Archive for the ‘Data’ tag
Wired has a great article on the “era of peak water”. The author, Matthew Power, makes an argument for the need of more and better data:
One barrier to better management of water resources is simply lack of data â€” where the water is, where it’s going, how much is being used and for what purposes, how much might be saved by doing things differently. In this way, the water problem is largely an information problem. The information we can assemble has a huge bearing on how we cope with a world at peak water.
The article investigates the problem of water scarcity by looking at three case studies:
Chandler, Arizona, in the US South-West dessert, where Intel currently has three chip plants running. And chip plants need a lot and very clean water. Of course, Intel will always have more money than the average water needing person.
London, UK, where Thames Water, a private water-supply company, needs to deal with old and leaking pipe networks
Australia, “the most arid continent after Antarctica”, where droughts have catastrophic effect on rice farming. Of course you might ask, why try to grow rice in an arid region?
On top of agriculture, industry, and human needs, all of which grow on a global scale, the impacts of climate changing towards more extreme conditions effects the water supply at all those three sites negatively and severely.
Observing and measuring occurrences in nature is the basis for any science, and is the basis for any engineering related to nature. Environmental engineering is very much related to nature. The problem with measurements is that they take time and are expensive. Nevertheless, every model used for prediction/forecasting needs to be calibrated on relevant and significant data. In some middle scale this is an ok task, say measuring the relevant parameters for a gasoline spill from a gas station is feasible. However, things get very complicated on both sides of that scale: moving towards the pore scale, or towards a capture zone, a watershed, or even bigger (maybe global) scale makes things even more difficult. Some questions that might arise include: How do you measure something at a pore scale? Has anybody ever measured groundwater velocity? Really? How do you measure hydraulic conductivity and which value do you put into a groundwater model? How do you access/store the collected data if you need to collect data on a global scale? I could go on…
If a time-component needs to be included, managing what data needs or should be gathered and managing the gathered data can get out of hands, even with today’s fairly sophisticated data managing and analysis tools.
Maintaining a measurement network is a difficult task, but initiating a measurement network something completely different. Sometimes however it happens that somebody or a group of people have the foresight to measure something, or to start to measure something, and the result is an incredible data-set: the tritium isotope data-set started 1952 in Ottawa, Canada, or the measurements of CO2 on Mauna Loa in Hawaii by Charles Keeling starting in 1958. How cool are those data-sets?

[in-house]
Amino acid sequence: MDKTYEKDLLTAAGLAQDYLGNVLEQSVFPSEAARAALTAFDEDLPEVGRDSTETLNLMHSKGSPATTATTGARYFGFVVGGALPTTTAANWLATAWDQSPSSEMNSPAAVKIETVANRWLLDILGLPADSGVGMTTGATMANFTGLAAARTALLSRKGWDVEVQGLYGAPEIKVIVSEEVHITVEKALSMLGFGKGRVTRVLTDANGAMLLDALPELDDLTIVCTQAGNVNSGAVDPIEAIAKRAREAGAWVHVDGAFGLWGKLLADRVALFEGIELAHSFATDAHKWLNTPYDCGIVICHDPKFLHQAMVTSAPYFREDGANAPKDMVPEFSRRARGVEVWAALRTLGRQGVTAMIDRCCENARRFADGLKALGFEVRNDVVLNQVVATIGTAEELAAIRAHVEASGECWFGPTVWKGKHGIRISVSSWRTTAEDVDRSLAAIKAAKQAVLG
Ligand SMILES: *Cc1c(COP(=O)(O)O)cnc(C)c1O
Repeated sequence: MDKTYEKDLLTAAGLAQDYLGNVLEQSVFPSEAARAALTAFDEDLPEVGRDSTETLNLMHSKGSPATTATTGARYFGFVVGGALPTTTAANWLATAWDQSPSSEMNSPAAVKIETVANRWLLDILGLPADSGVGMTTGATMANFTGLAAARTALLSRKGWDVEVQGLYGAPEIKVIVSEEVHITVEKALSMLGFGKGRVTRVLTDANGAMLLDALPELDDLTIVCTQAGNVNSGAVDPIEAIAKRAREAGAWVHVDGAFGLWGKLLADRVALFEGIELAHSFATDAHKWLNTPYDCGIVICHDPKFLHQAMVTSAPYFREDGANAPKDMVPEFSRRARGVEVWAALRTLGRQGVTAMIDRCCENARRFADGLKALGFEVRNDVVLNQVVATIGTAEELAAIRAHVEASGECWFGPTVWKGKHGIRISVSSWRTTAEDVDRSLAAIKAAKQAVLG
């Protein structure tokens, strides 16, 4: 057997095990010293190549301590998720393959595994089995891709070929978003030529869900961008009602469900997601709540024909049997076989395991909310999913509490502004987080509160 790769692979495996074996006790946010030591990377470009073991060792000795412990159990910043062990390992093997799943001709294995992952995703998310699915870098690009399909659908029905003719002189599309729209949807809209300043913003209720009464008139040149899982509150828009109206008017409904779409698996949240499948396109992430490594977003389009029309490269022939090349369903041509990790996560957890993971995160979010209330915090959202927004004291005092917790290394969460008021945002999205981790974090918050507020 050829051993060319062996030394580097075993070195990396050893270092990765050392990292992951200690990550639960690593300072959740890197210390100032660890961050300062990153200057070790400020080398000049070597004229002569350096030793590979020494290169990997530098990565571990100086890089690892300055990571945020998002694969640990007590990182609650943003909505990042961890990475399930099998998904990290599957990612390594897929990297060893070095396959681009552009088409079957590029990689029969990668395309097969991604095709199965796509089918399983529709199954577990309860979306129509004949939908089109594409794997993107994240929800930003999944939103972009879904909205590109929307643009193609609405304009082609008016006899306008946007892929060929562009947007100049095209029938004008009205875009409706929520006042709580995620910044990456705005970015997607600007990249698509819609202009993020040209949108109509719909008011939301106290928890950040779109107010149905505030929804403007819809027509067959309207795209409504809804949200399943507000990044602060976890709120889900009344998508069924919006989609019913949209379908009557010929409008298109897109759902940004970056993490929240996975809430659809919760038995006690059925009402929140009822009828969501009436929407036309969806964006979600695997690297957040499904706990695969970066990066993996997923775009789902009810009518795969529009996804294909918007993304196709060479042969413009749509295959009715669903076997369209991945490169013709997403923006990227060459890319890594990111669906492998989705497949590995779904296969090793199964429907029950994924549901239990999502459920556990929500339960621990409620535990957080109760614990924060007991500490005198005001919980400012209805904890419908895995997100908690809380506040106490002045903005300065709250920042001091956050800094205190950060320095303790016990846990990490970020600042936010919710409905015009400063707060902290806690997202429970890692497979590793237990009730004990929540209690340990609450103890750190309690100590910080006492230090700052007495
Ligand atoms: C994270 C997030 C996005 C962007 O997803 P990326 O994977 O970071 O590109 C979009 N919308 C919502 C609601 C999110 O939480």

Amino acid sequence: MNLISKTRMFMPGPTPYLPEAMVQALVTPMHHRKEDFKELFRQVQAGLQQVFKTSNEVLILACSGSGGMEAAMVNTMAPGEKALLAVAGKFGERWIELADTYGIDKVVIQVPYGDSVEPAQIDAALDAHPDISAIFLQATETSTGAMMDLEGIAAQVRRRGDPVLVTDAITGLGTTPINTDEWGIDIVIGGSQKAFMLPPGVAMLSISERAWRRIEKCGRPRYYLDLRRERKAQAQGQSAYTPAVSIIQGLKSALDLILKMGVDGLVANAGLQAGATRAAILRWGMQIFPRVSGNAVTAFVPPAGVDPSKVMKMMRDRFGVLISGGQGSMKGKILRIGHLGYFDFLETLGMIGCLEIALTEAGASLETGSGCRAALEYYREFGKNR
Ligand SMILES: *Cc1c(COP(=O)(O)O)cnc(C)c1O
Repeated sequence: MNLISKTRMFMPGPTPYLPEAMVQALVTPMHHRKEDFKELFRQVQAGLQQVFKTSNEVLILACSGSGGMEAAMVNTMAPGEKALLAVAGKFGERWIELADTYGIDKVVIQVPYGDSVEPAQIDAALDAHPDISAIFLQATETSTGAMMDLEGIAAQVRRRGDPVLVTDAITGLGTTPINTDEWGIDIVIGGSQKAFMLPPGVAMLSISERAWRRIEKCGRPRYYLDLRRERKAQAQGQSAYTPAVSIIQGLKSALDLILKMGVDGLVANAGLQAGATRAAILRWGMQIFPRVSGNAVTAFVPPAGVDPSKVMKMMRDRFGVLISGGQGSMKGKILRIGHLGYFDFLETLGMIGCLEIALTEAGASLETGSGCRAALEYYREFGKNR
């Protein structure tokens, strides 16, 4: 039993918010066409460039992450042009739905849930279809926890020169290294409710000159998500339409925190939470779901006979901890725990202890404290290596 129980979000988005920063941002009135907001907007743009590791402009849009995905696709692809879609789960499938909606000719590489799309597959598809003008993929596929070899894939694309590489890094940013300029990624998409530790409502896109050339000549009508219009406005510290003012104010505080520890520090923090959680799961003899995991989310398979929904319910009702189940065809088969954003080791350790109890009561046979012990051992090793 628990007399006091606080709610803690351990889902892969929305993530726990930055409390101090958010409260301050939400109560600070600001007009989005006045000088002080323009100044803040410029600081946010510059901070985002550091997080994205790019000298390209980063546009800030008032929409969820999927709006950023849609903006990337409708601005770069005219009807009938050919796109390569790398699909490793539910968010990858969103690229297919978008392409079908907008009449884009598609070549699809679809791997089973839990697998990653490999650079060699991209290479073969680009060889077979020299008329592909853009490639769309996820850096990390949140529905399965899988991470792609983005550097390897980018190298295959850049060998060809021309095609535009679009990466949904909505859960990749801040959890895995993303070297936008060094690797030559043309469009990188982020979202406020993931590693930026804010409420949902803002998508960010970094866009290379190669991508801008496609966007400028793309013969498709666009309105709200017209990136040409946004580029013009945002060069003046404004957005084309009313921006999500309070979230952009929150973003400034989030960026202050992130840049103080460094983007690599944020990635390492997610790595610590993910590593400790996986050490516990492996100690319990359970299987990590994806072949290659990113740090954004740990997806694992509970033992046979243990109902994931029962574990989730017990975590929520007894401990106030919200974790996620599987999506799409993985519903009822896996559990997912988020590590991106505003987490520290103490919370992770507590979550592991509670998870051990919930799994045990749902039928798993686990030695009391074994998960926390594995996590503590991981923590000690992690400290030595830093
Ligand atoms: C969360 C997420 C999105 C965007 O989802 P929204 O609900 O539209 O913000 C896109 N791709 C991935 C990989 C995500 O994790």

Special Issue of “Nature”
Nature has a special issue on ‘earth observation’. I think all articles are important — here are a few interesting thoughts:
The editorial “Patcing Together a World View” sets the stage: It points out how important measurements are, that they make us see things in a different way. He also addresses computers with geographic information systems as the tools that enable us to pull all the gathered data together
The creation of these new ways of seeing the world would be a significant aesthetic achievement even if they had no commercial, scientific or strategic use. In fact they have all three â€” as well as an even greater environmental usefulness.
Alexandra Witze points in her article “Not Enough Eyes on the Prize”, that often the same things are measured by different agencies, or different countries, funneling funds away from other new measurements. She also points to the problem of measuring things in new (“exciting”) ways with new techniques versus the needs for operational measurements on a regular basis
Declan Buttler paints in his article “The Planetary Panopticon” a picture of real-time monitoring everywhere on earth. This requires instruments/satellites, computers, and still, a lot of money. He quotes Rick Anthes:
A user will be able to get, on demand, climate, or any other information for any place on the planet, on the land, in the oceans, or in the atmosphere, at any time, past, present and future.â€
Measuring how much rain falls during a given time, the meteorological parameter “rainfall intensity”, is difficult to measure. It gets even more difficult if the goal is to measure the spatial distribution of rainfall, and how it changes over time.
The Convective and Orographically-induced Precipitation Study (COPS) will try and use different new remote sensing techniques and proven ground based or air borne techniques such as lidars, radars, precipitation detectors. Obviously over a large are, the Black Forrest in south-west Germany. The german news station ZDF has quite an enthusiastic report on this measurement-campaign and the improvement the scientists will gain for mathematical weather forecasting.